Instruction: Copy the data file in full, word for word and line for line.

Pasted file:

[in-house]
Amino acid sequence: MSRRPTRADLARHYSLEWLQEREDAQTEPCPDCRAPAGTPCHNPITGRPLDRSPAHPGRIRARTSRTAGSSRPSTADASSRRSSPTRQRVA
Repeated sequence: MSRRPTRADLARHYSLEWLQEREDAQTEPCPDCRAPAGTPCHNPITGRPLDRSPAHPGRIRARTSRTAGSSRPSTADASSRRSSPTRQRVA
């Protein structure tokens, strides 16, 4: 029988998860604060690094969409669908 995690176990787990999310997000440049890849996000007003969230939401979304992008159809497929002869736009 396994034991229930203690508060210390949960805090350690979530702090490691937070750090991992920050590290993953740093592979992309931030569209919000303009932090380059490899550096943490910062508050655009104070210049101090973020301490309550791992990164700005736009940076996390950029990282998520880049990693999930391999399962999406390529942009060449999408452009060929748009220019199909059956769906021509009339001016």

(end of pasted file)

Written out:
[in-house]
Amino acid sequence: MSRRPTRADLARHYSLEWLQEREDAQTEPCPDCRAPAGTPCHNPITGRPLDRSPAHPGRIRARTSRTAGSSRPSTADASSRRSSPTRQRVA
Repeated sequence: MSRRPTRADLARHYSLEWLQEREDAQTEPCPDCRAPAGTPCHNPITGRPLDRSPAHPGRIRARTSRTAGSSRPSTADASSRRSSPTRQRVA
């Protein structure tokens, strides 16, 4: 029988998860604060690094969409669908 995690176990787990999310997000440049890849996000007003969230939401979304992008159809497929002869736009 396994034991229930203690508060210390949960805090350690979530702090490691937070750090991992920050590290993953740093592979992309931030569209919000303009932090380059490899550096943490910062508050655009104070210049101090973020301490309550791992990164700005736009940076996390950029990282998520880049990693999930391999399962999406390529942009060449999408452009060929748009220019199909059956769906021509009339001016």